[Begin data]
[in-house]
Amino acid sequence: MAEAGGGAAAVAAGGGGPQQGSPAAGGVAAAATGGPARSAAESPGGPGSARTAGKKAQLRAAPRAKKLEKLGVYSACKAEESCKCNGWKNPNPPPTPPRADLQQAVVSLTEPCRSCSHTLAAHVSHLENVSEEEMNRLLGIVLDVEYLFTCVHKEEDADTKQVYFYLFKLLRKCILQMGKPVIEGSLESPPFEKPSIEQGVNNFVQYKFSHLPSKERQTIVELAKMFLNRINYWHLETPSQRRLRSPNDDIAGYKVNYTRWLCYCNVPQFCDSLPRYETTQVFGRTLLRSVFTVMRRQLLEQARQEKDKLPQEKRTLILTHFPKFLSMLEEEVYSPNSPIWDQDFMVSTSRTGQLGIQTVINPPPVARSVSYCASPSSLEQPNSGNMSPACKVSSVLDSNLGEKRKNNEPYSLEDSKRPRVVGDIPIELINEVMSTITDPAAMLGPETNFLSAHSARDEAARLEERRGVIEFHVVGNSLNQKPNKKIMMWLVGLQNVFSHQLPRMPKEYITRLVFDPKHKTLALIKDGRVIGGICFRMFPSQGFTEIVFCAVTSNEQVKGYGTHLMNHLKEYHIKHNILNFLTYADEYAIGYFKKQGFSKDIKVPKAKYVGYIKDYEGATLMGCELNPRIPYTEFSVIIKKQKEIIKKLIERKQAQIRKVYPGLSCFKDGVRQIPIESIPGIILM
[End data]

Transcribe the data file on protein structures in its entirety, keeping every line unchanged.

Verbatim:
[in-house]
Amino acid sequence: MAEAGGGAAAVAAGGGGPQQGSPAAGGVAAAATGGPARSAAESPGGPGSARTAGKKAQLRAAPRAKKLEKLGVYSACKAEESCKCNGWKNPNPPPTPPRADLQQAVVSLTEPCRSCSHTLAAHVSHLENVSEEEMNRLLGIVLDVEYLFTCVHKEEDADTKQVYFYLFKLLRKCILQMGKPVIEGSLESPPFEKPSIEQGVNNFVQYKFSHLPSKERQTIVELAKMFLNRINYWHLETPSQRRLRSPNDDIAGYKVNYTRWLCYCNVPQFCDSLPRYETTQVFGRTLLRSVFTVMRRQLLEQARQEKDKLPQEKRTLILTHFPKFLSMLEEEVYSPNSPIWDQDFMVSTSRTGQLGIQTVINPPPVARSVSYCASPSSLEQPNSGNMSPACKVSSVLDSNLGEKRKNNEPYSLEDSKRPRVVGDIPIELINEVMSTITDPAAMLGPETNFLSAHSARDEAARLEERRGVIEFHVVGNSLNQKPNKKIMMWLVGLQNVFSHQLPRMPKEYITRLVFDPKHKTLALIKDGRVIGGICFRMFPSQGFTEIVFCAVTSNEQVKGYGTHLMNHLKEYHIKHNILNFLTYADEYAIGYFKKQGFSKDIKVPKAKYVGYIKDYEGATLMGCELNPRIPYTEFSVIIKKQKEIIKKLIERKQAQIRKVYPGLSCFKDGVRQIPIESIPGIILM